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Largetooth sawfish to become second elasmobranch to receive Endangered Species Act protections

The Largetooth Sawfish (Pristis perotteti) is about to become the second elasmobranch protected by the Endangered Species Act, a welcome step in the conservation of these animals.  In addition to the slow growth, low number of offspring, and relatively late maturity which characterizes most elasmobranchs, another  biological feature contributes to sawfish being “among the most endangered fishes in the world,” according to Shark Advocates International President Sonja Fordham. It’s hard to imagine a biological structure that can get more thoroughly entangled in fishing nets than the “saw” on their rostrum, and bycatch is one of the leading causes of population decline in this group of animals. Additionally, the saw used to be a part of the souvenir trade.

The saw that gives this group of animals their name. The lower saw comes from a largetooth sawfish. Image courtesy Florida Museum of Natural History

Largetooth sawfish used to live in U.S. waters (near Texas), but haven’t been seen since the 1960s. They can now primarily be found in Mexico, Central and South America, and West Africa. Like other sawfish species, the saw is used both to immobilize fish prey and to dig for benthic invertebrate prey. The largest largetooth sawfish on record was over 20 feet in length.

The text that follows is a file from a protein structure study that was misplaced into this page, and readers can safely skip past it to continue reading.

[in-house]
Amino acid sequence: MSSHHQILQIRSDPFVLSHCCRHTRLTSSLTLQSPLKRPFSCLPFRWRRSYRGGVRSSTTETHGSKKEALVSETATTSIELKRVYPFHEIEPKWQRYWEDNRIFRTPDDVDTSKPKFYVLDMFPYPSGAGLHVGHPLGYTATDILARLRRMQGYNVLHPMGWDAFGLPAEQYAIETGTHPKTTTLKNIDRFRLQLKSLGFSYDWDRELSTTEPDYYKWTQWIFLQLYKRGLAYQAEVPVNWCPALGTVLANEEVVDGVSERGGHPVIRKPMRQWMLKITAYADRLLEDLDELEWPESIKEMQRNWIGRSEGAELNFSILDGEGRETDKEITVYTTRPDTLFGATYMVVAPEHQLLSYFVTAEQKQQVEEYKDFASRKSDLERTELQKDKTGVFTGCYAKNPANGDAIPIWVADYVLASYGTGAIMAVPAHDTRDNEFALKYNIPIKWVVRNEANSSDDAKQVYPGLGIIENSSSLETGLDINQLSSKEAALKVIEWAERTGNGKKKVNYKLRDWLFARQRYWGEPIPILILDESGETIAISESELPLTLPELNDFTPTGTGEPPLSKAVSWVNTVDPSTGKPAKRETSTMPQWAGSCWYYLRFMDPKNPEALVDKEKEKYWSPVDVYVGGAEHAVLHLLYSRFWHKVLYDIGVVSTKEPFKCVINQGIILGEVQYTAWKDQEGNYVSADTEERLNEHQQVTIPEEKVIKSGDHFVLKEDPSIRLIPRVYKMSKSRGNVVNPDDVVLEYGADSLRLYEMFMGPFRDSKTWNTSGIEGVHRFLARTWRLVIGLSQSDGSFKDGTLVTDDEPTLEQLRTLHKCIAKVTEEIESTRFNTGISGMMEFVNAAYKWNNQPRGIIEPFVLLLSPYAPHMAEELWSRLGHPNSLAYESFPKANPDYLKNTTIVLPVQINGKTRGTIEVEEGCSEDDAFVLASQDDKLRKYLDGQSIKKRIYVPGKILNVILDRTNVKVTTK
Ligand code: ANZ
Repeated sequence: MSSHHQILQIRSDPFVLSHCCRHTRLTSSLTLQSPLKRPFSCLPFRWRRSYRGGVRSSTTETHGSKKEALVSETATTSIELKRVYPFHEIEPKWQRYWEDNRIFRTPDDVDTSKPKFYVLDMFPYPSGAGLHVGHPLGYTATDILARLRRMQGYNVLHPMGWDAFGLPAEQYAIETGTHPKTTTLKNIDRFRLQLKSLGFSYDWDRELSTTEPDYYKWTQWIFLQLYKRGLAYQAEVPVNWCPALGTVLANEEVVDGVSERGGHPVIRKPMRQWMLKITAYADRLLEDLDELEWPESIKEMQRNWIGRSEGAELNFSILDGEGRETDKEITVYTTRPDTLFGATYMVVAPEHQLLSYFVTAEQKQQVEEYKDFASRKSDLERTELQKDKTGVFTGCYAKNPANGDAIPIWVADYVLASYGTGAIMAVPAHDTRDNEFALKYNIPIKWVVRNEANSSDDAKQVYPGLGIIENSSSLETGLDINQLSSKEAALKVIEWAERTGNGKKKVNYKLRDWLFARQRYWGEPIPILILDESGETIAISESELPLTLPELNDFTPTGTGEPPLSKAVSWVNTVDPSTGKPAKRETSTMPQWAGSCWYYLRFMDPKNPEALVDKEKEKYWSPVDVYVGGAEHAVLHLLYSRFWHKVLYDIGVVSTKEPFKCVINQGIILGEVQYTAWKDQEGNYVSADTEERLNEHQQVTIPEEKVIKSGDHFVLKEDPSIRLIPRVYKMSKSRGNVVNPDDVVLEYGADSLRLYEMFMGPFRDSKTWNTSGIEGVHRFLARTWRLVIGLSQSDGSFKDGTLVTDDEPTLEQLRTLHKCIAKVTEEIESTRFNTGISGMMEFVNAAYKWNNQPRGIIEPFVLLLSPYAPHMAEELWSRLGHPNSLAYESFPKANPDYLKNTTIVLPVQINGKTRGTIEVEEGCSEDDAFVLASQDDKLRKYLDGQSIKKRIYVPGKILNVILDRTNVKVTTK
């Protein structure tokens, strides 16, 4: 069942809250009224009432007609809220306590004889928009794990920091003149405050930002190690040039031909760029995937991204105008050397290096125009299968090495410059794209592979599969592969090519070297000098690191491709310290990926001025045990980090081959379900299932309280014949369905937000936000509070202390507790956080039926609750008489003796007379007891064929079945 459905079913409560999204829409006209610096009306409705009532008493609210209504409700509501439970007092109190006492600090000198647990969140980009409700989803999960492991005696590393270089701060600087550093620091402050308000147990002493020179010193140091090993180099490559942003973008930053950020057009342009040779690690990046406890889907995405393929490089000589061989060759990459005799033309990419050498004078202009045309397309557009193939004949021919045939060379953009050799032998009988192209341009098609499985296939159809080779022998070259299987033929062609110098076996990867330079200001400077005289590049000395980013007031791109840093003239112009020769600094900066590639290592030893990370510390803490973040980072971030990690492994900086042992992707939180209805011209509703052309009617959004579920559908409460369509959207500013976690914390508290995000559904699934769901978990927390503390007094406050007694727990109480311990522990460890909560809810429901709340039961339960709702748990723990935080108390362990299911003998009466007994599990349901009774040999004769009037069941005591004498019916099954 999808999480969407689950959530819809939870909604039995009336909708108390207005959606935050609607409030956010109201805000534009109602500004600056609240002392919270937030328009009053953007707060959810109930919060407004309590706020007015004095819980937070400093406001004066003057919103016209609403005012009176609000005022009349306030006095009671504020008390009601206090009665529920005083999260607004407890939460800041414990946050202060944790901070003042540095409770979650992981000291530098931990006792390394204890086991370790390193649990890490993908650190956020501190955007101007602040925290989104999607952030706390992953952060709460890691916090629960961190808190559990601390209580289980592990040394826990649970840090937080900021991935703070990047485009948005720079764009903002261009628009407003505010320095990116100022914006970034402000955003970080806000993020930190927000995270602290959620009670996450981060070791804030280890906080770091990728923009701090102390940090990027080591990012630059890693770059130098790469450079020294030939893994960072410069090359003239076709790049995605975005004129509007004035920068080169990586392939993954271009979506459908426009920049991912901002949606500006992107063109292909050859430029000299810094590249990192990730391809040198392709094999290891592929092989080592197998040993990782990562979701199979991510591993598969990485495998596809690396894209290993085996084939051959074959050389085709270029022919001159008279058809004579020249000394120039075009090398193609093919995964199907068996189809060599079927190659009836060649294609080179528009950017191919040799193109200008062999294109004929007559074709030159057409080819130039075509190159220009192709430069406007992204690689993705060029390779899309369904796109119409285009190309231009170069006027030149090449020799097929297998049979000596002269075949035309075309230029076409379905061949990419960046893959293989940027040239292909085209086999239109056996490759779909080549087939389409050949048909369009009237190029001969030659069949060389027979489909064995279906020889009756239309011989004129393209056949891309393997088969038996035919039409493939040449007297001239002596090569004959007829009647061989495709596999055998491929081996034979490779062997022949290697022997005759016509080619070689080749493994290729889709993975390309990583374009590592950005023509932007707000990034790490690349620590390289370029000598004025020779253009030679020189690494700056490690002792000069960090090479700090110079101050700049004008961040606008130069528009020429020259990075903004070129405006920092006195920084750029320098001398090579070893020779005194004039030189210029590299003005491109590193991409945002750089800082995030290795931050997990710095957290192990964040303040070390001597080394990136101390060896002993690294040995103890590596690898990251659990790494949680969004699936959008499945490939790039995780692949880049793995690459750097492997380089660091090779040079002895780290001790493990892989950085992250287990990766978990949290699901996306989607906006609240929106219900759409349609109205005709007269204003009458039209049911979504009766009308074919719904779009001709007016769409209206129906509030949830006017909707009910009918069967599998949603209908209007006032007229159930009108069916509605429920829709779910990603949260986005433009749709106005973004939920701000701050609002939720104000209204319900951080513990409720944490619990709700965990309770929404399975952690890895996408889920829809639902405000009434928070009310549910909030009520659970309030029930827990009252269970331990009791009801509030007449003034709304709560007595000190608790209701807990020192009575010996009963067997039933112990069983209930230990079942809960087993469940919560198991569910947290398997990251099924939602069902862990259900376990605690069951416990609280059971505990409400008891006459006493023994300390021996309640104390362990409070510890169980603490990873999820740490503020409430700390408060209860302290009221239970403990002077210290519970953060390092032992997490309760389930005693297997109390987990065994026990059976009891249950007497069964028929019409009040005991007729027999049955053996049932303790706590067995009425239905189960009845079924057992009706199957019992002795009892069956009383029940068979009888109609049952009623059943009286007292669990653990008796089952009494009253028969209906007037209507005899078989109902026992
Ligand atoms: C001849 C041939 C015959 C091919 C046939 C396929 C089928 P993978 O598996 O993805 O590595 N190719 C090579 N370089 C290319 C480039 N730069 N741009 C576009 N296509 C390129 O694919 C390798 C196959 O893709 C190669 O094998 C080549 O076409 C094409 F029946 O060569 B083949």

In addition to overexploitation, another important threat facing sawfish is habitat destruction. These animals depend on estuaries, which are decreasing worldwide due to coastal development. All sawfish species except for Pristis microdon are listed under CITES appendix I, essentially banning international trade of these animals.

The Endangered Species Act protections, the result of a petition by WildEarth Guardians, take effect on August 11. The U.S. will also work with nations where these animals are found to encourage similar protections. “By adding largetooth sawfish to the Endangered Species List, the U.S. government is taking an important step toward preventing extinction of this remarkable animal and raising awareness about the plight of all sawfish species,” says Sonja Fordham.

Image credit: Delgado Assad, Instituto Brasileiro de Meio Ambiente (IBAMA)

Additionally, Shark Advocates International recommends the following steps:

  • National protection for all species of sawfish in all range countries
  • Better monitoring of South Atlantic and Gulf of Mexico shrimp fisheries
  • Fishing measures to minimize sawfish bycatch
  • Research to inform sawfish conservation, and
  • Development of an IUCN Shark Specialist Group global strategy for sawfish conservation.

ESA protections are a cause for celebration, but much more needs to be done to save these animals.